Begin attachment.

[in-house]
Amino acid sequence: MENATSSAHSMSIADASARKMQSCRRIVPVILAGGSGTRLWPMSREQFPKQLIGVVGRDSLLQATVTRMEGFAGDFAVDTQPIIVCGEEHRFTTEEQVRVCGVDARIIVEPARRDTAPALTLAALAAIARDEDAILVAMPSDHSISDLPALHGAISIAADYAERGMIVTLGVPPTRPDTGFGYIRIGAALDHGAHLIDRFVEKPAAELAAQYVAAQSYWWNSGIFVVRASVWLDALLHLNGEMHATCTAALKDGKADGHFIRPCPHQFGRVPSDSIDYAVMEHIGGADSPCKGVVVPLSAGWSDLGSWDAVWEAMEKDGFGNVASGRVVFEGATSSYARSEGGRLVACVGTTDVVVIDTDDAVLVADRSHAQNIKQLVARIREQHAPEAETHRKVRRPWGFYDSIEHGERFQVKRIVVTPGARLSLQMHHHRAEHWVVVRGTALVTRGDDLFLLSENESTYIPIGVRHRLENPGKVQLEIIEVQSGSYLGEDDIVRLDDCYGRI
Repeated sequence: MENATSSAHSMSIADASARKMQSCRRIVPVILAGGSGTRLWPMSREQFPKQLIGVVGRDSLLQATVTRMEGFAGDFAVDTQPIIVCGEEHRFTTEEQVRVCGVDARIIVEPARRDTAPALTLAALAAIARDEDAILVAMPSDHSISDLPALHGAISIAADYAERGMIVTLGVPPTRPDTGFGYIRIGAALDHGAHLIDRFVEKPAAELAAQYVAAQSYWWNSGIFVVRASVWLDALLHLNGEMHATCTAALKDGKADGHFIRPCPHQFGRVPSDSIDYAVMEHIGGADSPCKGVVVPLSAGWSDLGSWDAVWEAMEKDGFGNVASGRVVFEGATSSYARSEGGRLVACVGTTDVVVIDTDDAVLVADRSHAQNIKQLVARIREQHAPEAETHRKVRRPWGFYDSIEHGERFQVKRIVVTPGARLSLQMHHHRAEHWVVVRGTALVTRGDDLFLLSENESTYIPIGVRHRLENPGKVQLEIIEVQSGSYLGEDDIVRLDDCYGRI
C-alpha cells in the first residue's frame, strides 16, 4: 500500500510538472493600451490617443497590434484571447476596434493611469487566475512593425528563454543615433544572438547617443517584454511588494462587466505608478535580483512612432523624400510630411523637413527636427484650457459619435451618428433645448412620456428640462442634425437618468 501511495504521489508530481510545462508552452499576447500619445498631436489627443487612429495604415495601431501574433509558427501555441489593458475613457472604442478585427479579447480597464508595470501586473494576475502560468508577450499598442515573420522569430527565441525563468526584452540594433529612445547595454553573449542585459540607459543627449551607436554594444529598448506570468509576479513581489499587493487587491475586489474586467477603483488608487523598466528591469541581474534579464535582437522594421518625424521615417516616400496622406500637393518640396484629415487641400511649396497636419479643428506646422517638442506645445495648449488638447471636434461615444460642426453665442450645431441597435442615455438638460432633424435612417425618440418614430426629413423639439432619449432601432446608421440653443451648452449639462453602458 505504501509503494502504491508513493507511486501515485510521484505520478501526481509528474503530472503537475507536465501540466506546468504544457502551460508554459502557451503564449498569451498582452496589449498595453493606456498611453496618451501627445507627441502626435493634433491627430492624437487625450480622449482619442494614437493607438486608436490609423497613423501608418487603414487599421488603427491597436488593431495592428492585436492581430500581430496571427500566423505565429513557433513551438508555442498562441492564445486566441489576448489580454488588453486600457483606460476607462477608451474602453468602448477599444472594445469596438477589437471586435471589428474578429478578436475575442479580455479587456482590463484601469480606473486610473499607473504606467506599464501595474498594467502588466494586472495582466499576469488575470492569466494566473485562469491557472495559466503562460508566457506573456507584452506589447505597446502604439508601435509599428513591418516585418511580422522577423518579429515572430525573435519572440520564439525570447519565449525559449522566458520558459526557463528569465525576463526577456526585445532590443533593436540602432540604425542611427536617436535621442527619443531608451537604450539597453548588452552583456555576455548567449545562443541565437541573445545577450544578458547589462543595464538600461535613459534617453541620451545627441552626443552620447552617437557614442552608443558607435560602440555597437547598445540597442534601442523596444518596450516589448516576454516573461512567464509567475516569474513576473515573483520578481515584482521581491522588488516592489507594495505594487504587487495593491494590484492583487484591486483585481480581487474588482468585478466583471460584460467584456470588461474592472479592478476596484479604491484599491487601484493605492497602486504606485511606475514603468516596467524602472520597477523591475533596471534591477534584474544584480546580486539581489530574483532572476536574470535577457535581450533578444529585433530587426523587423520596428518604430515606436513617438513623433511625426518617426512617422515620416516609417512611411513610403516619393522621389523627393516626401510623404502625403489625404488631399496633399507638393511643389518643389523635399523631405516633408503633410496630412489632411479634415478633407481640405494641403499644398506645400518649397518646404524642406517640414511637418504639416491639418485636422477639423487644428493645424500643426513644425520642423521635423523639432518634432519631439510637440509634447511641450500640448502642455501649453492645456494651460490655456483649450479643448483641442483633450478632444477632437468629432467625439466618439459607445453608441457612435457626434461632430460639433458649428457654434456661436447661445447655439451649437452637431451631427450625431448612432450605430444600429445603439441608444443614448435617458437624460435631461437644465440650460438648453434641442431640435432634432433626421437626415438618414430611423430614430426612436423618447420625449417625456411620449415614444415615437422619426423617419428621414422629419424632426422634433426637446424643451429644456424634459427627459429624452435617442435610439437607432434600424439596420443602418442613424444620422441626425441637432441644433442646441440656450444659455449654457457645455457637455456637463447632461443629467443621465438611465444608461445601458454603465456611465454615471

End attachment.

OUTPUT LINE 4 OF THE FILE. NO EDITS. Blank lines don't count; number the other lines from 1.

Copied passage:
C-alpha cells in the first residue's frame, strides 16, 4: 500500500510538472493600451490617443497590434484571447476596434493611469487566475512593425528563454543615433544572438547617443517584454511588494462587466505608478535580483512612432523624400510630411523637413527636427484650457459619435451618428433645448412620456428640462442634425437618468 501511495504521489508530481510545462508552452499576447500619445498631436489627443487612429495604415495601431501574433509558427501555441489593458475613457472604442478585427479579447480597464508595470501586473494576475502560468508577450499598442515573420522569430527565441525563468526584452540594433529612445547595454553573449542585459540607459543627449551607436554594444529598448506570468509576479513581489499587493487587491475586489474586467477603483488608487523598466528591469541581474534579464535582437522594421518625424521615417516616400496622406500637393518640396484629415487641400511649396497636419479643428506646422517638442506645445495648449488638447471636434461615444460642426453665442450645431441597435442615455438638460432633424435612417425618440418614430426629413423639439432619449432601432446608421440653443451648452449639462453602458 505504501509503494502504491508513493507511486501515485510521484505520478501526481509528474503530472503537475507536465501540466506546468504544457502551460508554459502557451503564449498569451498582452496589449498595453493606456498611453496618451501627445507627441502626435493634433491627430492624437487625450480622449482619442494614437493607438486608436490609423497613423501608418487603414487599421488603427491597436488593431495592428492585436492581430500581430496571427500566423505565429513557433513551438508555442498562441492564445486566441489576448489580454488588453486600457483606460476607462477608451474602453468602448477599444472594445469596438477589437471586435471589428474578429478578436475575442479580455479587456482590463484601469480606473486610473499607473504606467506599464501595474498594467502588466494586472495582466499576469488575470492569466494566473485562469491557472495559466503562460508566457506573456507584452506589447505597446502604439508601435509599428513591418516585418511580422522577423518579429515572430525573435519572440520564439525570447519565449525559449522566458520558459526557463528569465525576463526577456526585445532590443533593436540602432540604425542611427536617436535621442527619443531608451537604450539597453548588452552583456555576455548567449545562443541565437541573445545577450544578458547589462543595464538600461535613459534617453541620451545627441552626443552620447552617437557614442552608443558607435560602440555597437547598445540597442534601442523596444518596450516589448516576454516573461512567464509567475516569474513576473515573483520578481515584482521581491522588488516592489507594495505594487504587487495593491494590484492583487484591486483585481480581487474588482468585478466583471460584460467584456470588461474592472479592478476596484479604491484599491487601484493605492497602486504606485511606475514603468516596467524602472520597477523591475533596471534591477534584474544584480546580486539581489530574483532572476536574470535577457535581450533578444529585433530587426523587423520596428518604430515606436513617438513623433511625426518617426512617422515620416516609417512611411513610403516619393522621389523627393516626401510623404502625403489625404488631399496633399507638393511643389518643389523635399523631405516633408503633410496630412489632411479634415478633407481640405494641403499644398506645400518649397518646404524642406517640414511637418504639416491639418485636422477639423487644428493645424500643426513644425520642423521635423523639432518634432519631439510637440509634447511641450500640448502642455501649453492645456494651460490655456483649450479643448483641442483633450478632444477632437468629432467625439466618439459607445453608441457612435457626434461632430460639433458649428457654434456661436447661445447655439451649437452637431451631427450625431448612432450605430444600429445603439441608444443614448435617458437624460435631461437644465440650460438648453434641442431640435432634432433626421437626415438618414430611423430614430426612436423618447420625449417625456411620449415614444415615437422619426423617419428621414422629419424632426422634433426637446424643451429644456424634459427627459429624452435617442435610439437607432434600424439596420443602418442613424444620422441626425441637432441644433442646441440656450444659455449654457457645455457637455456637463447632461443629467443621465438611465444608461445601458454603465456611465454615471